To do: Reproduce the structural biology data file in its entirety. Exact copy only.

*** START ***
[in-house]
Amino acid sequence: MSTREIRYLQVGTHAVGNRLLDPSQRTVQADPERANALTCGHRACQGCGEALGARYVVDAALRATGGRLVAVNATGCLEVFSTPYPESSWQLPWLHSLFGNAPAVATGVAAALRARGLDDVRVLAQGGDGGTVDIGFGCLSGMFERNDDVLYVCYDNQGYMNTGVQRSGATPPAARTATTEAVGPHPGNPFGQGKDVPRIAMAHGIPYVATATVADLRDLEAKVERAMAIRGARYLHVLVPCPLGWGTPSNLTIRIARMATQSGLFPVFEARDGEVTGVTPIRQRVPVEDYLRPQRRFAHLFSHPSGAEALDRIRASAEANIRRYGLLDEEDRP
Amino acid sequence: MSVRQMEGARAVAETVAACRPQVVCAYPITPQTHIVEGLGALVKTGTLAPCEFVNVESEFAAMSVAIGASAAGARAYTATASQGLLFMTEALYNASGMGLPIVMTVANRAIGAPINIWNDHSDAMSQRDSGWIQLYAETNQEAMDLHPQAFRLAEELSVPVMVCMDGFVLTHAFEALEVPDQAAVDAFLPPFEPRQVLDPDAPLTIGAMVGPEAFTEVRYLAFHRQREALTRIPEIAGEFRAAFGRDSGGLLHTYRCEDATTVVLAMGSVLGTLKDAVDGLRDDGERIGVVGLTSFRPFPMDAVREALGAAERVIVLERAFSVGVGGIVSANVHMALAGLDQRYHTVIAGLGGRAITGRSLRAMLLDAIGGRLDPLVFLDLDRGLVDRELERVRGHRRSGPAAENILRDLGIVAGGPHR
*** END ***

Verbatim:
[in-house]
Amino acid sequence: MSTREIRYLQVGTHAVGNRLLDPSQRTVQADPERANALTCGHRACQGCGEALGARYVVDAALRATGGRLVAVNATGCLEVFSTPYPESSWQLPWLHSLFGNAPAVATGVAAALRARGLDDVRVLAQGGDGGTVDIGFGCLSGMFERNDDVLYVCYDNQGYMNTGVQRSGATPPAARTATTEAVGPHPGNPFGQGKDVPRIAMAHGIPYVATATVADLRDLEAKVERAMAIRGARYLHVLVPCPLGWGTPSNLTIRIARMATQSGLFPVFEARDGEVTGVTPIRQRVPVEDYLRPQRRFAHLFSHPSGAEALDRIRASAEANIRRYGLLDEEDRP
Amino acid sequence: MSVRQMEGARAVAETVAACRPQVVCAYPITPQTHIVEGLGALVKTGTLAPCEFVNVESEFAAMSVAIGASAAGARAYTATASQGLLFMTEALYNASGMGLPIVMTVANRAIGAPINIWNDHSDAMSQRDSGWIQLYAETNQEAMDLHPQAFRLAEELSVPVMVCMDGFVLTHAFEALEVPDQAAVDAFLPPFEPRQVLDPDAPLTIGAMVGPEAFTEVRYLAFHRQREALTRIPEIAGEFRAAFGRDSGGLLHTYRCEDATTVVLAMGSVLGTLKDAVDGLRDDGERIGVVGLTSFRPFPMDAVREALGAAERVIVLERAFSVGVGGIVSANVHMALAGLDQRYHTVIAGLGGRAITGRSLRAMLLDAIGGRLDPLVFLDLDRGLVDRELERVRGHRRSGPAAENILRDLGIVAGGPHR